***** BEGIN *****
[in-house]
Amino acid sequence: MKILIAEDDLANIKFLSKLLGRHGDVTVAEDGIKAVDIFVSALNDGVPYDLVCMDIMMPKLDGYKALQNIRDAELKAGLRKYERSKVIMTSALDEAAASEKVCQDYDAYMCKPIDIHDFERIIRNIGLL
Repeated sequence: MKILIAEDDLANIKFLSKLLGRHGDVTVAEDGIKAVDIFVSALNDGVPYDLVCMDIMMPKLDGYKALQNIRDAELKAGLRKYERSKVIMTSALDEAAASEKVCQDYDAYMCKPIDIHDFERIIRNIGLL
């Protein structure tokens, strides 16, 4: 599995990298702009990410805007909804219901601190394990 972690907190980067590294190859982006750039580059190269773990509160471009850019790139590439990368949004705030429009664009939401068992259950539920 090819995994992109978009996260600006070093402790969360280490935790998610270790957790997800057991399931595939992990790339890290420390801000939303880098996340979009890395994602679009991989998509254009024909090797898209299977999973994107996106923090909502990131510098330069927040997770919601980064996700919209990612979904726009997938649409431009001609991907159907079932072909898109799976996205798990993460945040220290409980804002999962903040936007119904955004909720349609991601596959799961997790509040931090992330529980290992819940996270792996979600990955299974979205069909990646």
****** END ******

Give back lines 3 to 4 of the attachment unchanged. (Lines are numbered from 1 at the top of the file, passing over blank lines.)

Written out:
Repeated sequence: MKILIAEDDLANIKFLSKLLGRHGDVTVAEDGIKAVDIFVSALNDGVPYDLVCMDIMMPKLDGYKALQNIRDAELKAGLRKYERSKVIMTSALDEAAASEKVCQDYDAYMCKPIDIHDFERIIRNIGLL
């Protein structure tokens, strides 16, 4: 599995990298702009990410805007909804219901601190394990 972690907190980067590294190859982006750039580059190269773990509160471009850019790139590439990368949004705030429009664009939401068992259950539920 090819995994992109978009996260600006070093402790969360280490935790998610270790957790997800057991399931595939992990790339890290420390801000939303880098996340979009890395994602679009991989998509254009024909090797898209299977999973994107996106923090909502990131510098330069927040997770919601980064996700919209990612979904726009997938649409431009001609991907159907079932072909898109799976996205798990993460945040220290409980804002999962903040936007119904955004909720349609991601596959799961997790509040931090992330529980290992819940996270792996979600990955299974979205069909990646």